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Monday, March 25, 2013


  In the recent budget George Osborne called for a tax rebate to parents to ameliorate the cost of child care. I did previously say in passing that i assumed 3/4s of childcare costs in the UK are state parasitism but this is perhaps the time to look more closely.

  Here is a list of childcare costs around the OECD countries, calibrated in terms of average wages which I think is a good comparison because, with little technology required, that really should be what makes up childcare costs.


Switzerland 77.7
UK  40.9
Ireland 45.2
USA 38.1
New Zealand 28.6
Canada 29.5
Japan 28.1
Australia 22.5
Slovenia 19.9
OECD, all 18.
Austria 16.8
Germany 14.1
Israel 18.3
Norway 10.8
France 16.5
Netherlands 13.2
Denmark 11.2
Korea  8.5
Finland 12.2
Czech Republic 10.6
Luxembourg 8.7
Iceland  7.9
Portugal 7.7
Poland 7.1
Spain 8.2
Belgium 5.8 
Sweden 7.1 
Hungary 6.2
Slovak Republic 7.4 
Estonia  6.6
Greece  4.9

  That is what I call a wide disparity. Note that Sweden, Belgium, Iceland, Luxembourg and Finland are all countries as wealthy as us or slightly more and all countries with good welfare systems so it is not credible that they are keeping costs down by allowing ill-treatement - even if the state were not to notice the parents would.

  Note also that all of least expensive 13 except Iceland are EU members so, for once, the EU regulatory regime cannot be to blame.   

   The basic rule here is that if something is being done abroad at a certain price it is possible to do it at that price and if it isn't being done here it must, other things being equal, be that our government is more restrictive than abroad's. This applies with costs of nuclear plants, housing, building projects, tunnelling. It must also apply yo childcare.

  The cost of the last 13 averages 7.7% of average income. With Britain at 40.9%, that must mean the level of state parasitism is 81% of the total cost.

  Obviously not only is this cruel to parents it produces a strong discouragement to the birth of children, particularly among the middle class, who are neither rich enough to afford it, nor poor enough to be due it for free. It is difficult to think of something more likely to, over generations, destroy our nation. And  keeping a significant proportion of parents out of the workforce has major economic effects. And there is the extra money Osborne is paying in government tax deductions to ameliorate the costs of government regulation.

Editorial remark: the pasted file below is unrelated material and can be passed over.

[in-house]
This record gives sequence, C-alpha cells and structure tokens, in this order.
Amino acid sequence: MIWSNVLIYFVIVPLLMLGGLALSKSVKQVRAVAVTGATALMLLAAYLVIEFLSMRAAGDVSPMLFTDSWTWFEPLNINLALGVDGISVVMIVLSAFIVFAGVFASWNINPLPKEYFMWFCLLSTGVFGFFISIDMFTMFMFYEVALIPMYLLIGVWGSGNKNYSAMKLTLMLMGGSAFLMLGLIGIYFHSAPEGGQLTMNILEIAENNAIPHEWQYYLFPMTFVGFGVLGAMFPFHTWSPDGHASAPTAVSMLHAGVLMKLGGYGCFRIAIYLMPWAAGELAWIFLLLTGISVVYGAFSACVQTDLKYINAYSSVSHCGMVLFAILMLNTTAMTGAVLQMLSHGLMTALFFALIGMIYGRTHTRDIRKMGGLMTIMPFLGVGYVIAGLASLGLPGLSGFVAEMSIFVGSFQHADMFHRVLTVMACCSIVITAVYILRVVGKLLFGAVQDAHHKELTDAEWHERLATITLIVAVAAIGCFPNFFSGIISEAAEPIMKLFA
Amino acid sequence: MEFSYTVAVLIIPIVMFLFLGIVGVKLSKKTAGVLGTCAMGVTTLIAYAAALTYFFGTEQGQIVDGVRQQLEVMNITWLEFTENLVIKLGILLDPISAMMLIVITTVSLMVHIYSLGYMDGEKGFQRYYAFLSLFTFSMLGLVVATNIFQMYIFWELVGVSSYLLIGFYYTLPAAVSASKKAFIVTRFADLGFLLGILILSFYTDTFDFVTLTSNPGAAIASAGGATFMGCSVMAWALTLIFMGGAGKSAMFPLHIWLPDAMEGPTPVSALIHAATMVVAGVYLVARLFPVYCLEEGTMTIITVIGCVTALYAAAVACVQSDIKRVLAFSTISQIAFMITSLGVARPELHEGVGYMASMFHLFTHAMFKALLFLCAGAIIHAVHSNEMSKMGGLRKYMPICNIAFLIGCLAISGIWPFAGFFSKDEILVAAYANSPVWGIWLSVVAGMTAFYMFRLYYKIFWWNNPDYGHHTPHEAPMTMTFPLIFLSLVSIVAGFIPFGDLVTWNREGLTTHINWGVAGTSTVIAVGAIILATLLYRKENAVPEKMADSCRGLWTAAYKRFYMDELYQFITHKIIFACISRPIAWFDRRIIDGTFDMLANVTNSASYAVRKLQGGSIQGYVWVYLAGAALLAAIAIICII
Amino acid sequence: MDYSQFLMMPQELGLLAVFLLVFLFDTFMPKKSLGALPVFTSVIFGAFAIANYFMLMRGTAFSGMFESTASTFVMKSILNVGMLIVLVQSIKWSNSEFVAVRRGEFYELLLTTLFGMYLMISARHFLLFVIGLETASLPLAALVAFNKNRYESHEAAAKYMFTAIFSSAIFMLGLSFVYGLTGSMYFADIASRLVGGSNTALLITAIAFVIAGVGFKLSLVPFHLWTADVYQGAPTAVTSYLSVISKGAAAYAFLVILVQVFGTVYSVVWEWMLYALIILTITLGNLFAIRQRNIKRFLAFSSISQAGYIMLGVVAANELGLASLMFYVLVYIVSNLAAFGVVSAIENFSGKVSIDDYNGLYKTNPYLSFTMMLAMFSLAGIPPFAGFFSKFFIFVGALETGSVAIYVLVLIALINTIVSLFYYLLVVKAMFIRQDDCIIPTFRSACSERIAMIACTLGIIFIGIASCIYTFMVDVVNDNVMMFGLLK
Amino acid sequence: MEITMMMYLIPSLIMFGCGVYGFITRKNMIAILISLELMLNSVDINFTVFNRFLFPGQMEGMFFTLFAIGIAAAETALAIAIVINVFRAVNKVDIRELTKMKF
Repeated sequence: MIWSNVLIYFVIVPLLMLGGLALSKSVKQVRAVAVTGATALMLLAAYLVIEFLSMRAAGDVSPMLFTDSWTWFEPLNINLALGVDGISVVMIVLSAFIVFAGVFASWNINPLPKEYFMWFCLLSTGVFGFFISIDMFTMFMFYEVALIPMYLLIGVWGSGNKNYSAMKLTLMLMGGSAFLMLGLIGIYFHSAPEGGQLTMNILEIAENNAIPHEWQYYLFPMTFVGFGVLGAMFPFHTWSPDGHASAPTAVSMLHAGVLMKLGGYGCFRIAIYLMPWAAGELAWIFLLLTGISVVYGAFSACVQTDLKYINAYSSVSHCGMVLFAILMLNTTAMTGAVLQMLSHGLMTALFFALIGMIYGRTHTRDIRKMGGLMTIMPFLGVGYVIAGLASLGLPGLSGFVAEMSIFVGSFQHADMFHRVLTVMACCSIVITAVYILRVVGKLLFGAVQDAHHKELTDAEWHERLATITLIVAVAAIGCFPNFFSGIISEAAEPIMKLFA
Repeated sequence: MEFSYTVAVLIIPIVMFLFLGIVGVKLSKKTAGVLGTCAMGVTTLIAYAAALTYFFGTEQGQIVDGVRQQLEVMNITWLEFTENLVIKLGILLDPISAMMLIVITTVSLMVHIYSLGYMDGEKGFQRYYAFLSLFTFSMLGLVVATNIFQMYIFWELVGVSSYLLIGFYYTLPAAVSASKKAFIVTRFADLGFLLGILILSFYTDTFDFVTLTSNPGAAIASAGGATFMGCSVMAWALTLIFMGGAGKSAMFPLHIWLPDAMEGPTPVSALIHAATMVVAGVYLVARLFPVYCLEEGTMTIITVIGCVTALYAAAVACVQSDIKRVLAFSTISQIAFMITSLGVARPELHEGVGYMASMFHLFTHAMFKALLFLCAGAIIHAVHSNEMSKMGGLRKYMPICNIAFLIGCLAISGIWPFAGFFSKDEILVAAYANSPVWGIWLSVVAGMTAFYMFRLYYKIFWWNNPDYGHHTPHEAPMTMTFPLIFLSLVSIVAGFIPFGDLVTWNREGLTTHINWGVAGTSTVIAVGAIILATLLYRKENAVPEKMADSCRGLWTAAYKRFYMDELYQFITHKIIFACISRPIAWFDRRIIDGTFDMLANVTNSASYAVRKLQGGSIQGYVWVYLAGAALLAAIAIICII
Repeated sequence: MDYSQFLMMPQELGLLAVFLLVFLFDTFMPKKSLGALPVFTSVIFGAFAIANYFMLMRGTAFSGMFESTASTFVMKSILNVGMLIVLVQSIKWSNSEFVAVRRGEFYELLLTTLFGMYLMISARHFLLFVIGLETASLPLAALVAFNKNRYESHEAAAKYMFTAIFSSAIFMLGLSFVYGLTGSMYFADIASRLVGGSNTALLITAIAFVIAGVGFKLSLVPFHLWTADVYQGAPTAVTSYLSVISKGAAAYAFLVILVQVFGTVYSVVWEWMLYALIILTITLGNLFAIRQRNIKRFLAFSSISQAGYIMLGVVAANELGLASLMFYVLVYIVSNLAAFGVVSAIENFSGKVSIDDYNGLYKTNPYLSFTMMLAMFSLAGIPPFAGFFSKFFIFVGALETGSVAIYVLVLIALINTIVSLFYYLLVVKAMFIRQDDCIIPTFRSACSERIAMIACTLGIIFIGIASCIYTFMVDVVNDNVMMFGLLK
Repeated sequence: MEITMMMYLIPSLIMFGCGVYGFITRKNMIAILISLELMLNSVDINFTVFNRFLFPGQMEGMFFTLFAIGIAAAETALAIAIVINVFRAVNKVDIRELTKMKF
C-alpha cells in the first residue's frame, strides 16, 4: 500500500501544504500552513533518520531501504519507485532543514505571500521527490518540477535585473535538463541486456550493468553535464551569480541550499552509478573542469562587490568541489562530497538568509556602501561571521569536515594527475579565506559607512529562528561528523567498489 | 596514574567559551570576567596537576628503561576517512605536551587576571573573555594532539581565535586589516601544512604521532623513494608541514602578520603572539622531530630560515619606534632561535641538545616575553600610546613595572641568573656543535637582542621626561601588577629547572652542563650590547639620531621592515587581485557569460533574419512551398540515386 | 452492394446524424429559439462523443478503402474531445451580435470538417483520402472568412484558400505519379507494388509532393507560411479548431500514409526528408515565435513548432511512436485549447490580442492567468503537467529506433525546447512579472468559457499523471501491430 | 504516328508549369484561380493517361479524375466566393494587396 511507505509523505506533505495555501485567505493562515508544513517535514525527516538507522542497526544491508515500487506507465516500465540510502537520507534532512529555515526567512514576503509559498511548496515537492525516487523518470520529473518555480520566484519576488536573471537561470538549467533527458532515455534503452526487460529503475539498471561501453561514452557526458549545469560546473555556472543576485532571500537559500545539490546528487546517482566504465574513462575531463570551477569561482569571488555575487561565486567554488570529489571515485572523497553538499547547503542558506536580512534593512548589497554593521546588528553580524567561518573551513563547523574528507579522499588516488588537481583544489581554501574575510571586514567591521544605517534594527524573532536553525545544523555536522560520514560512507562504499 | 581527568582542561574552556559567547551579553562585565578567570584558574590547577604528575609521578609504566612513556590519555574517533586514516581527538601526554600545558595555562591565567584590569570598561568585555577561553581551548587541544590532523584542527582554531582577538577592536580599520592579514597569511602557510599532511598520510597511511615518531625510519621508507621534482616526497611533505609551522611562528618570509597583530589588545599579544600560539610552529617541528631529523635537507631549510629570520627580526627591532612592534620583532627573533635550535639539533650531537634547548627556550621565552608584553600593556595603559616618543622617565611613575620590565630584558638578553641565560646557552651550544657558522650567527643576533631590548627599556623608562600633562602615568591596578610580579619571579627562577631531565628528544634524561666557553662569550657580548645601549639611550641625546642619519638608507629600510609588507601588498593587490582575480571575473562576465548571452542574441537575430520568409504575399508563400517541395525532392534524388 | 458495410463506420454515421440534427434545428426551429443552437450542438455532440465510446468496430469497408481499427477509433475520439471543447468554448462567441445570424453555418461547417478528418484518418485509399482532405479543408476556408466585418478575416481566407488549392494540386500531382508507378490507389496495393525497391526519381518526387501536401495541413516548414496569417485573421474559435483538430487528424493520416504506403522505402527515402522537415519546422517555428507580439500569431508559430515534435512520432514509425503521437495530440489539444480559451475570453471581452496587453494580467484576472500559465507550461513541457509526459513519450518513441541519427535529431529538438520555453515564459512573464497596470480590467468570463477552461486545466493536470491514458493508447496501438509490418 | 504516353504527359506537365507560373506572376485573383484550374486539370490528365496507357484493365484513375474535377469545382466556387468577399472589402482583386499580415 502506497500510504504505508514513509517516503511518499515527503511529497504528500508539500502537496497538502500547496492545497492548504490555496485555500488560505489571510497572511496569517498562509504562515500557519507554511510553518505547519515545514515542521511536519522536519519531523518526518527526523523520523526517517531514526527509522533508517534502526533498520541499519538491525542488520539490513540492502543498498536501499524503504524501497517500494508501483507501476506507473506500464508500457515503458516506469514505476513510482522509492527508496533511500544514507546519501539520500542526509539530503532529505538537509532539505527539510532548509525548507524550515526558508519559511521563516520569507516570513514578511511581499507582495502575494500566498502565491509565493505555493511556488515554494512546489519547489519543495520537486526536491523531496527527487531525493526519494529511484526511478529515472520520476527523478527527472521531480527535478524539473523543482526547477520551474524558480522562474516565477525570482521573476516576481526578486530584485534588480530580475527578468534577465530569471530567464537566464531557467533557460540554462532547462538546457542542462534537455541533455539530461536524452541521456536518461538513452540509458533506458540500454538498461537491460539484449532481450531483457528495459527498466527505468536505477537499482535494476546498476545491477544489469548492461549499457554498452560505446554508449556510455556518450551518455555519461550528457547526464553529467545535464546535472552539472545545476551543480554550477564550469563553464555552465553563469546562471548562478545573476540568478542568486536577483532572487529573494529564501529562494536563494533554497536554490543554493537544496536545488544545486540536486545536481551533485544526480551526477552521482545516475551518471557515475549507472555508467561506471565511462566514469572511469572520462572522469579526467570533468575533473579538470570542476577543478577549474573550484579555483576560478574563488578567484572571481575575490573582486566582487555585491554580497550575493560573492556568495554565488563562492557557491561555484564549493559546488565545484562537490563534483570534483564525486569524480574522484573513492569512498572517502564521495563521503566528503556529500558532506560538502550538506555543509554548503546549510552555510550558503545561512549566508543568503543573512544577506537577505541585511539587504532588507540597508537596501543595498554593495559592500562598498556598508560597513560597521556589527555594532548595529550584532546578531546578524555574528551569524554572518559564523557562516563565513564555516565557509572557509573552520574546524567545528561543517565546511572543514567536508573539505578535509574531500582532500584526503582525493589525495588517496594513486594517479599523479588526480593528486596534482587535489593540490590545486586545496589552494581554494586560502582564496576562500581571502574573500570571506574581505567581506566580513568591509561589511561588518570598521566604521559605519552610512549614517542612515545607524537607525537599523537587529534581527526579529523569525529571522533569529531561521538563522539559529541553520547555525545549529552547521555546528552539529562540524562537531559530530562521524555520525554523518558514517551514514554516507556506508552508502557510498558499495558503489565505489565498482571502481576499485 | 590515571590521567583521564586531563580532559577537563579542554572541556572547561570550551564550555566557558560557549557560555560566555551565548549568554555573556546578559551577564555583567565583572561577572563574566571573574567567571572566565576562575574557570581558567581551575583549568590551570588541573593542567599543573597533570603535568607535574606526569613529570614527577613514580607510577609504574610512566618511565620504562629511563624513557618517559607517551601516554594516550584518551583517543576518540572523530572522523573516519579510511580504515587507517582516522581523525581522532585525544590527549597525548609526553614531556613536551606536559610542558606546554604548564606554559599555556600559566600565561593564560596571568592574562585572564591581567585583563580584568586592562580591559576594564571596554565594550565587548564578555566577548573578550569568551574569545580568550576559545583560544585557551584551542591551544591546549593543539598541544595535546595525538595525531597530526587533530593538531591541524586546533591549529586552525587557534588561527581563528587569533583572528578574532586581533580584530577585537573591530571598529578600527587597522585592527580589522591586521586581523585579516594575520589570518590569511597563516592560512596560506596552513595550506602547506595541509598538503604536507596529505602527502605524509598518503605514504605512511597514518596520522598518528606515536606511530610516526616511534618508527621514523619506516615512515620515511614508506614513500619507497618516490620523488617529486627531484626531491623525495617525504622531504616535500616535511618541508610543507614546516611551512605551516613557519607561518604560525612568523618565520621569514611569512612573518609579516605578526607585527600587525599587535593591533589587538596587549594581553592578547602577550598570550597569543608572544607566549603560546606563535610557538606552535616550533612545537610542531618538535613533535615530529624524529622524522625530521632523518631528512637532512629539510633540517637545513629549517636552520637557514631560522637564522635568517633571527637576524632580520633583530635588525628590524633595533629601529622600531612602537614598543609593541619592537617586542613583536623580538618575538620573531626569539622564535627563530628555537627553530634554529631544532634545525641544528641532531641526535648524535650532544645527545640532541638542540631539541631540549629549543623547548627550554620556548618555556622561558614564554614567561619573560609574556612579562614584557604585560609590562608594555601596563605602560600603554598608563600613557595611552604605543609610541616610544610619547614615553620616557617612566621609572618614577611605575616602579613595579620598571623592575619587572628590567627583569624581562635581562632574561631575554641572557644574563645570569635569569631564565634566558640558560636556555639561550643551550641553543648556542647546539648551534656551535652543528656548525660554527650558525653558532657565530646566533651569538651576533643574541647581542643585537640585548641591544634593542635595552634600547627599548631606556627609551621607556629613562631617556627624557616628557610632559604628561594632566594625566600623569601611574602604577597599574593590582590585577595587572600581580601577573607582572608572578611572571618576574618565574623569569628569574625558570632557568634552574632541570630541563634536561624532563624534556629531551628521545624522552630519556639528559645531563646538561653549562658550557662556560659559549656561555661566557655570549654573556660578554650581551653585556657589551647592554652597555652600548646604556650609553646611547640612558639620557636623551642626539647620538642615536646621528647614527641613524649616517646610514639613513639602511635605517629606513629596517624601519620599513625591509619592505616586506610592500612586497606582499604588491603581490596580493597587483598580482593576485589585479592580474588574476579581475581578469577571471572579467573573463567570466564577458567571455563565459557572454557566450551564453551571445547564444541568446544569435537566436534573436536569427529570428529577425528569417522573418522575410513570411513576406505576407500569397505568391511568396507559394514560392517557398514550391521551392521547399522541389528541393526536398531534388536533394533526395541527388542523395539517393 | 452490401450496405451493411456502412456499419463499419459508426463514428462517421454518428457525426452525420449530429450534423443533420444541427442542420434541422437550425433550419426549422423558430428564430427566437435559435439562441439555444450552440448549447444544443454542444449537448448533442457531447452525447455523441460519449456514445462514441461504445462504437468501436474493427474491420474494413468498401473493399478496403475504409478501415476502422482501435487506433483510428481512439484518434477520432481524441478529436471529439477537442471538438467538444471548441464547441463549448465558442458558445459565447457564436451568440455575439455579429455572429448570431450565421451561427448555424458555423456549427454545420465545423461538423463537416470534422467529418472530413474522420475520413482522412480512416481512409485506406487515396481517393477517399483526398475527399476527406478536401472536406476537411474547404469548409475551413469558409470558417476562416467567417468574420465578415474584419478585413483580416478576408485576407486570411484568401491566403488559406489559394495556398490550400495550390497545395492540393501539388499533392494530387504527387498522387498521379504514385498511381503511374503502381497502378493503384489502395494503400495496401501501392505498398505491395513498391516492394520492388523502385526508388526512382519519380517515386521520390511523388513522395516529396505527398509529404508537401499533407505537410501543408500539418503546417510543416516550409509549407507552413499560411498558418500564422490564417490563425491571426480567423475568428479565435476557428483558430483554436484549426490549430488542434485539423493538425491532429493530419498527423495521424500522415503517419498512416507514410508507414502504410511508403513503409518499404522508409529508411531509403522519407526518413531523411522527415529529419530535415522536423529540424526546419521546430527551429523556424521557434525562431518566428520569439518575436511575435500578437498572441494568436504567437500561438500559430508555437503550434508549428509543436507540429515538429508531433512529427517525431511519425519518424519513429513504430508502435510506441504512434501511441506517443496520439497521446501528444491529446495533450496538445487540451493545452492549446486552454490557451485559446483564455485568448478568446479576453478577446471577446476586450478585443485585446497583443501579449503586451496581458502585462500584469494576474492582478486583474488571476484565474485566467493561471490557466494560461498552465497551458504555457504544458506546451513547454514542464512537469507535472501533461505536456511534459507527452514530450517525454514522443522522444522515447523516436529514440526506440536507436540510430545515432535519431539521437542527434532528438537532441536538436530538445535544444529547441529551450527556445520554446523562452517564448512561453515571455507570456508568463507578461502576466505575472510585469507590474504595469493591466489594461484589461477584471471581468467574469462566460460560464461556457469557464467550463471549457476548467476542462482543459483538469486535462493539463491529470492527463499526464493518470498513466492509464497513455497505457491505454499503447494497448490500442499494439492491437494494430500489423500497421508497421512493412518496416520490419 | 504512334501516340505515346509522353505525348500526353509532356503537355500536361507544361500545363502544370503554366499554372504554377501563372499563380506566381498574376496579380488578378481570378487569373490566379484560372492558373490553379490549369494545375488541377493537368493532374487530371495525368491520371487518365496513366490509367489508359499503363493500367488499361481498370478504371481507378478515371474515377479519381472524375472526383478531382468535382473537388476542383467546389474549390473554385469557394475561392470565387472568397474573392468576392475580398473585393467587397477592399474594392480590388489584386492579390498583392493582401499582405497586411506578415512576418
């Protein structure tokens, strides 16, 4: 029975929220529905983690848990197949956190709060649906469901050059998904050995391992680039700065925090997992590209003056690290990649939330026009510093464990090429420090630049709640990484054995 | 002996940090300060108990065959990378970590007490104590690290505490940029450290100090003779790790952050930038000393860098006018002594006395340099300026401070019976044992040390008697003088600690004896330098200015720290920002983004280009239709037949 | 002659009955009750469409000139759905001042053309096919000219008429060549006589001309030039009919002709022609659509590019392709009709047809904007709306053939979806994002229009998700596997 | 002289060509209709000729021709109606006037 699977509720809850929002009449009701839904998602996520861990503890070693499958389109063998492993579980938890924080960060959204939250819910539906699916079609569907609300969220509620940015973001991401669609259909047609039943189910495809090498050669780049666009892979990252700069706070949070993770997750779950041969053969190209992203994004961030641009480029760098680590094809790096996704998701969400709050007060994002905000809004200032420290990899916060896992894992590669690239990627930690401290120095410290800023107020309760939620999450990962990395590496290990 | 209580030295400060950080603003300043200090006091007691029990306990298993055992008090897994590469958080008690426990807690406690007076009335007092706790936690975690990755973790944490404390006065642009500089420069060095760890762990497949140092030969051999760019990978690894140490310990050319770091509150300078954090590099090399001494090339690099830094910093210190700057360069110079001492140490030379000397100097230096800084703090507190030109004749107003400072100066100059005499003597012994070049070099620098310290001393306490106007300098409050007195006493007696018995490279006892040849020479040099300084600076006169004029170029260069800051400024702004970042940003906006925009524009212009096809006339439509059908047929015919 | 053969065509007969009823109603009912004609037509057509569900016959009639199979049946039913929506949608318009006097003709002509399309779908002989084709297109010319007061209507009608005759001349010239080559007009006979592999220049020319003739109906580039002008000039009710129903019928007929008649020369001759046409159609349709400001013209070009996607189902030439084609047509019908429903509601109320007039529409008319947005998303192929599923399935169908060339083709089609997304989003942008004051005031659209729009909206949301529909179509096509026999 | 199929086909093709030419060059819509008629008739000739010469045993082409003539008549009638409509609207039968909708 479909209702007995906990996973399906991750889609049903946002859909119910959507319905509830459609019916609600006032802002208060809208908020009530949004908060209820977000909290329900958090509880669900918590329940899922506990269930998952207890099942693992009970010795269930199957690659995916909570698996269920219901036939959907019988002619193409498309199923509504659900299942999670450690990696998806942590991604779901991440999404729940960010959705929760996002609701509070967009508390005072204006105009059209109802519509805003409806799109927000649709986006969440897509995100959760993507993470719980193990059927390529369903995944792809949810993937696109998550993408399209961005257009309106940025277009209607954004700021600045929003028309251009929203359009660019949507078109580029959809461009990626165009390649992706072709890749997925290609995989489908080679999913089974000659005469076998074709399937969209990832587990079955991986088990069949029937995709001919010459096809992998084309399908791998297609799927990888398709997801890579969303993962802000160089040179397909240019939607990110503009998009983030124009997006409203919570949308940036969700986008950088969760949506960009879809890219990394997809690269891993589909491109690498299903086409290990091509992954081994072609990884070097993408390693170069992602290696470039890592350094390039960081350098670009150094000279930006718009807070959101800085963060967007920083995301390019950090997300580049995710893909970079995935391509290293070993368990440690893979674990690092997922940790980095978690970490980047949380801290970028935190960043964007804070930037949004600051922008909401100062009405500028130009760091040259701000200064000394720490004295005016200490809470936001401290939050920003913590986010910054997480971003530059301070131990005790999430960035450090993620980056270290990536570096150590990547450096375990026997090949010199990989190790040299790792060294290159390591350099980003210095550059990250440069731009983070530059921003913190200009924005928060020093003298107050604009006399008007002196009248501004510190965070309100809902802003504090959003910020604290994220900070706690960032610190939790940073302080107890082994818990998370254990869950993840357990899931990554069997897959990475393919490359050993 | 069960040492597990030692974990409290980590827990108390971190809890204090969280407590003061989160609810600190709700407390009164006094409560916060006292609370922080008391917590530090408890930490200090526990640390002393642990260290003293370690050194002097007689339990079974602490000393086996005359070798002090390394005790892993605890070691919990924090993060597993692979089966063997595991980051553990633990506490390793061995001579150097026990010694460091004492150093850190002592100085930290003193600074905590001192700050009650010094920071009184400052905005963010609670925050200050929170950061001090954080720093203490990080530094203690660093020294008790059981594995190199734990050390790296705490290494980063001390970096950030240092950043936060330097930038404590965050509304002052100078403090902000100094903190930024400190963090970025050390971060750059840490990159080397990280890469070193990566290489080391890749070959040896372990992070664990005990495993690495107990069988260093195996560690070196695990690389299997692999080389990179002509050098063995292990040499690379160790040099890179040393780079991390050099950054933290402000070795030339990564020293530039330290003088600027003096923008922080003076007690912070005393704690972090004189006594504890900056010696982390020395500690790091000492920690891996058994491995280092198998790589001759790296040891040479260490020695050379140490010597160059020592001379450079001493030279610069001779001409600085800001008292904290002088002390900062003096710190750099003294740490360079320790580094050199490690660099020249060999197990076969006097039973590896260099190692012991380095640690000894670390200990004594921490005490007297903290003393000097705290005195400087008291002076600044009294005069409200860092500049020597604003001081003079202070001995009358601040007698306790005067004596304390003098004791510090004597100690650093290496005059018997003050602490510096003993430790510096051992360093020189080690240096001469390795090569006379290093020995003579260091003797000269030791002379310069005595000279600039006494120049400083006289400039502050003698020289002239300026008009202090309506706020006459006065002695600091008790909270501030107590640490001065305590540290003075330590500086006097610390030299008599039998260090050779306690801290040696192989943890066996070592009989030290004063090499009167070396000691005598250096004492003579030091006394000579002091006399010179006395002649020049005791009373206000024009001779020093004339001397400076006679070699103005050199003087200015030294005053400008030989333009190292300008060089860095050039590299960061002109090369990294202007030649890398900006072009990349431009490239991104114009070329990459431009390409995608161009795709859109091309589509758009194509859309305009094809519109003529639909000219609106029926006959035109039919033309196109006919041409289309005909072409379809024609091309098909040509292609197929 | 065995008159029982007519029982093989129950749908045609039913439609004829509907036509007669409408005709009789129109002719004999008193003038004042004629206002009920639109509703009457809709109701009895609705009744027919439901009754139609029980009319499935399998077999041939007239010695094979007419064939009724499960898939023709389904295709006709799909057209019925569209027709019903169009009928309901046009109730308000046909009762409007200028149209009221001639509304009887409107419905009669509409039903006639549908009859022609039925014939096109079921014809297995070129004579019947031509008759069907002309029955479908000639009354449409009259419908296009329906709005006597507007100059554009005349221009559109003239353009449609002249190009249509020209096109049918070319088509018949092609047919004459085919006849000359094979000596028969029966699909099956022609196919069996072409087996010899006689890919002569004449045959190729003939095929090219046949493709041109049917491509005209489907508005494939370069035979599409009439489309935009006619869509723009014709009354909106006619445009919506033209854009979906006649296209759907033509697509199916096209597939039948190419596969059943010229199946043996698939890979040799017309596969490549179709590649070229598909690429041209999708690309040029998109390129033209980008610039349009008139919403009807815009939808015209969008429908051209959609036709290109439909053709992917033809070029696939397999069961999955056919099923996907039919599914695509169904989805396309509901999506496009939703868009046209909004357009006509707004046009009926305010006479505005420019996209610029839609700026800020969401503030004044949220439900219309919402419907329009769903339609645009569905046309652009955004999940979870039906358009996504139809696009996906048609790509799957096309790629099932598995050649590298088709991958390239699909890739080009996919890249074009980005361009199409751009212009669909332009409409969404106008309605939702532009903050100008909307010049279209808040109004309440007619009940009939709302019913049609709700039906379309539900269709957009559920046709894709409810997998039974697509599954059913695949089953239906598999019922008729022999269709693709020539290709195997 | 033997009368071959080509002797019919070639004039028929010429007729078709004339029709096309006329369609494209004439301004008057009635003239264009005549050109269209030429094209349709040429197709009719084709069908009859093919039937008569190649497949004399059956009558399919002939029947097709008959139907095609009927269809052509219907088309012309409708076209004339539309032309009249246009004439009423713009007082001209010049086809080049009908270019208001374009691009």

How to solve it:

  Rather than spend a lot of time fighting over each regulation and slowly hacking away at the bureaucracy, why not simply introduce a new class of child care. Say that anybody is allowed to set up as a "Childminder" (as o[pposed to Childcarer) so lang as all their advertising includes "not government regulated" and that such childminders are allowed to include any sort of liability waiver. I assume liability law is why the US costs are almost as high as Britain's. Any parents are free to choose. Current law on everybody includes the need for public liability insurance and that would remain and might well become the basis of free market, if not regulation, at least quality listings, just as France avoids most of our housing regulation by requiring builder's insurance on all new housing.

Note also that in Scotland, almost all regulatory powers are held by Holyrood. Thus this reform could be carried out here without any interfernece from either Westminster or Brussels. 

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